Ever since the mid 90s, around the time when Kim Jong Il took power in North Korea, there have been widespread food shortages that have only gotten worse over time. There have been plenty of reports of people eating mud, grass and raw acorns to try and survive, but at the extreme end, when things get absolutely desperate, people have apparently turned to cannibalism— often kidnapping young children that are then turned into meat on the black market.
From June of this year:
The latest claims are based on a 791-page manual for North Korean police printed in 2009. The report uses previous events as examples to help train police what to look for and how to deal with different situations. The manual listed five cannibalism-related cases but did not give a great deal of detail on them.
A pertinent question would be whether the cannibalism was done by way of scavenging the already dead or through predation on the living. In at least one case, it was the latter*:
In one account, a male guard who could not bear his hunger killed his colleague using an ax, ate some of the human flesh and sold the remainder in the market by disguising it as mutton, the report said, without giving any further details such as when the alleged crime occurred.
Starvation in North Korea is tied to the political system since food distribution is based on being among those considered to be politically reliable by the regime. The emergence of private markets after the collapse of the central distribution system in the late 1990s has alleviated the worst of the problems, but not completely so and there are concerns that North Koreans will have to go through another round of hunger this summer.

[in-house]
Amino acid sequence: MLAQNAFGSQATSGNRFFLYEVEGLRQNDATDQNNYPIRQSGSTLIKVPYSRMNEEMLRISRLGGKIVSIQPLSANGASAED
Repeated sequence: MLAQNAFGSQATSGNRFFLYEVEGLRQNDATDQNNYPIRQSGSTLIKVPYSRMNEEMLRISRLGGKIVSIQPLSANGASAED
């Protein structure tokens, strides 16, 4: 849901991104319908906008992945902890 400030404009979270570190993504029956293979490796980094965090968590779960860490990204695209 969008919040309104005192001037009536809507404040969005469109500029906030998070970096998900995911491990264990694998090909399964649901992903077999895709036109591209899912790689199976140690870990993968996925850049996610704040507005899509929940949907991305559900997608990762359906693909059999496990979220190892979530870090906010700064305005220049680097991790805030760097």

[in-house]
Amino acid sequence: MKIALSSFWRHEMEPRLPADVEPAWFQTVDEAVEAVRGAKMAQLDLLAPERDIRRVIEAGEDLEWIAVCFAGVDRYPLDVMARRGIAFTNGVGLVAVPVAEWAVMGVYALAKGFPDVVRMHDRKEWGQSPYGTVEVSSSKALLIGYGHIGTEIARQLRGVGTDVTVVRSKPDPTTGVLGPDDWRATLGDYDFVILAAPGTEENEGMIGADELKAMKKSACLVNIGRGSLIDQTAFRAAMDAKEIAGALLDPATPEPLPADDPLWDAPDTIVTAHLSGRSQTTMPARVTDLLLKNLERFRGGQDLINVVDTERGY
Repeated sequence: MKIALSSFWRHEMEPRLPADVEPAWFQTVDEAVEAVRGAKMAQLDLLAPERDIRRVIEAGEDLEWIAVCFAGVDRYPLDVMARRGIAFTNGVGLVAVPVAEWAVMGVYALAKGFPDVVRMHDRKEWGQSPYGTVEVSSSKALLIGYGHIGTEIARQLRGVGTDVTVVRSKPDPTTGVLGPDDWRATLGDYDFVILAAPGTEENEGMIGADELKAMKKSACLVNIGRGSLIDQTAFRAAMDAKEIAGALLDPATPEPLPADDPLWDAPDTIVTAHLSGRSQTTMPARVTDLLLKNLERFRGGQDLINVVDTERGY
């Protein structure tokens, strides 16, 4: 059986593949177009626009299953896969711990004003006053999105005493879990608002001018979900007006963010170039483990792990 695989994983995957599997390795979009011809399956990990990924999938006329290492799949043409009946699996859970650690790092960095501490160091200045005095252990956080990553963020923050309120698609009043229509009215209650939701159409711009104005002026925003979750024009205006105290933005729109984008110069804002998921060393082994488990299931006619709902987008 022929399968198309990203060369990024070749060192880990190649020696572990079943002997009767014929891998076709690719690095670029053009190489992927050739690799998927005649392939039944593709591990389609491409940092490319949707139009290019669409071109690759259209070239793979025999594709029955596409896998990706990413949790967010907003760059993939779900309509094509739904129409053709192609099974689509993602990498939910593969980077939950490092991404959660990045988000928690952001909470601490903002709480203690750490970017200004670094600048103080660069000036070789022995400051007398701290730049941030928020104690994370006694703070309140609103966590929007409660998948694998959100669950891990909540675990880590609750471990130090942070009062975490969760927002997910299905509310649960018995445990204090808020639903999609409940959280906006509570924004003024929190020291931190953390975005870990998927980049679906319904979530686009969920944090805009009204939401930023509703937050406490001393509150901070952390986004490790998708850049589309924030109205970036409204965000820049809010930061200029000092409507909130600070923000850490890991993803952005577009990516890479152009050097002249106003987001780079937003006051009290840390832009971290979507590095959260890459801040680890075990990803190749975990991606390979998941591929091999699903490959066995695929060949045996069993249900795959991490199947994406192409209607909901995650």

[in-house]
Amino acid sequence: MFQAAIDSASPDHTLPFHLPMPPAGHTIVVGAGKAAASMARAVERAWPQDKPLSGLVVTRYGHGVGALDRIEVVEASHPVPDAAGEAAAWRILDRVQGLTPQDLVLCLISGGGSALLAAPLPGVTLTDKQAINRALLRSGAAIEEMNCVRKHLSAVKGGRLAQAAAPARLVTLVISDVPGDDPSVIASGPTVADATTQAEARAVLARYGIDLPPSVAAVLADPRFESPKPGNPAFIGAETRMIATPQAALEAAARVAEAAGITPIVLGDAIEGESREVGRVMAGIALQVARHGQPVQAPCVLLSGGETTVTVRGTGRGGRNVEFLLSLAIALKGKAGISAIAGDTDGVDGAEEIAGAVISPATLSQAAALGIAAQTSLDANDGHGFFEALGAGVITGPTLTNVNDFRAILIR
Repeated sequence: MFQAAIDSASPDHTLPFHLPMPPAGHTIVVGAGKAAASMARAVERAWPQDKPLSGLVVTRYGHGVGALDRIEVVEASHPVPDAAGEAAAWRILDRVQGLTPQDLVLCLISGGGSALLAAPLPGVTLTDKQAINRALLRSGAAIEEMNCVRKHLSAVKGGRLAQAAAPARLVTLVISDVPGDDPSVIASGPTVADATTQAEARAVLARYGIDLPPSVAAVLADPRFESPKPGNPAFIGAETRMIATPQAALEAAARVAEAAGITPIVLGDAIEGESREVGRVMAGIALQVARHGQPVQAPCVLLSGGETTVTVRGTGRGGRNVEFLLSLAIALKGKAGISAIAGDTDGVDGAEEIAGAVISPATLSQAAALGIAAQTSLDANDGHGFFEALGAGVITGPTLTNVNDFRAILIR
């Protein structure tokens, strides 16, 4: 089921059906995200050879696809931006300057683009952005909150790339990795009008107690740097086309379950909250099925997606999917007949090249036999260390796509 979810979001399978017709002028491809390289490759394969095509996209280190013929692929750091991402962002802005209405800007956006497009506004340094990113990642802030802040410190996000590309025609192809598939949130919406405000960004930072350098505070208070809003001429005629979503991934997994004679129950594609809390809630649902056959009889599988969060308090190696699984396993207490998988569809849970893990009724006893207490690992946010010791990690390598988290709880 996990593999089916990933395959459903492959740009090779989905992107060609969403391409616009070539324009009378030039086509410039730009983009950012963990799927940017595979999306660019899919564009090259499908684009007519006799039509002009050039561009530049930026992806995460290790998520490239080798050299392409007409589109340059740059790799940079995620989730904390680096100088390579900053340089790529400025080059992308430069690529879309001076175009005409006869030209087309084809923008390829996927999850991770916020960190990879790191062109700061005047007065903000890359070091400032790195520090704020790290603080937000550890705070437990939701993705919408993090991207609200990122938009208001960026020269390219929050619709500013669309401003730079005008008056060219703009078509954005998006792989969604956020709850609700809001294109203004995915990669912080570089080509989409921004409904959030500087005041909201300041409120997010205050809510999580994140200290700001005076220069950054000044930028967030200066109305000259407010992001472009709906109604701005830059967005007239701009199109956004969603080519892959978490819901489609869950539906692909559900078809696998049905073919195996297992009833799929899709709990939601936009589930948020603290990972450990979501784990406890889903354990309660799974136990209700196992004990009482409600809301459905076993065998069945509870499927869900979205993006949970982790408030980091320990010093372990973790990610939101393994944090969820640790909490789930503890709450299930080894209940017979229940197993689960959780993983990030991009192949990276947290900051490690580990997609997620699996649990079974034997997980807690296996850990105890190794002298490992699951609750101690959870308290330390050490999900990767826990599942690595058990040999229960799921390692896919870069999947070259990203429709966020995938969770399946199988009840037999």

And another report, about children being kidnapped and graves being robbed for meat:
Anyone caught selling human meat faces execution, but in a report compiled by the North Korean Refugees Assistance Fund (NKRAF), one refugee said: “Pieces of ‘special’ meat are displayed on straw mats for sale. People know where they came from, but they don’t talk about it.”
“If a funeral takes place during the day and the burial is performed that evening, the grave may be dug open and the body stolen before morning,” said one refugee.
Another witness, named only as Lee, 54, said he feared that his missing grandsons, aged eight and 11, had been killed for food. As he searched widely for them, they boys’ friends said they had vanished near a market. Mr Lee said police who raided a nearby restaurant found body parts. The business’s owners were shot. Gerald Bourke, the WFP’s representative in Beijing, said it was difficult for his organisation to substantiate the reports of cannibalism as they were unable to get to the markets. “As in any desperately poor country, it is something we might stumble on,” he said. “It’s not just a problem for us, but also our donors.” Because of the food shortages, many people were having to survive on nine ounces of rations a day – less than half the recommended minimum daily intake.